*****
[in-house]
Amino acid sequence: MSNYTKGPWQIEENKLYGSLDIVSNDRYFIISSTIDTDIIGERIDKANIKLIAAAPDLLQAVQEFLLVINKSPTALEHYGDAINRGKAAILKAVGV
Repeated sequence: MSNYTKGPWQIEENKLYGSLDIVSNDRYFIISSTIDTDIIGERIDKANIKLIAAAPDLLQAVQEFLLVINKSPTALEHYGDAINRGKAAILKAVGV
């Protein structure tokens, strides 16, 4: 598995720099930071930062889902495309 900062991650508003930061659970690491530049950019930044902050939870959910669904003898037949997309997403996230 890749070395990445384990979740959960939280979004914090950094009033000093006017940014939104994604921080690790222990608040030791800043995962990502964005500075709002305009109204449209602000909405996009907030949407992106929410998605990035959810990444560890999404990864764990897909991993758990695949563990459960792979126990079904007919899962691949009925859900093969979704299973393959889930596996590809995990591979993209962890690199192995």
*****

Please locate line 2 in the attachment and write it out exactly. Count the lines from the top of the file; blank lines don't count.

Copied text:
Amino acid sequence: MSNYTKGPWQIEENKLYGSLDIVSNDRYFIISSTIDTDIIGERIDKANIKLIAAAPDLLQAVQEFLLVINKSPTALEHYGDAINRGKAAILKAVGV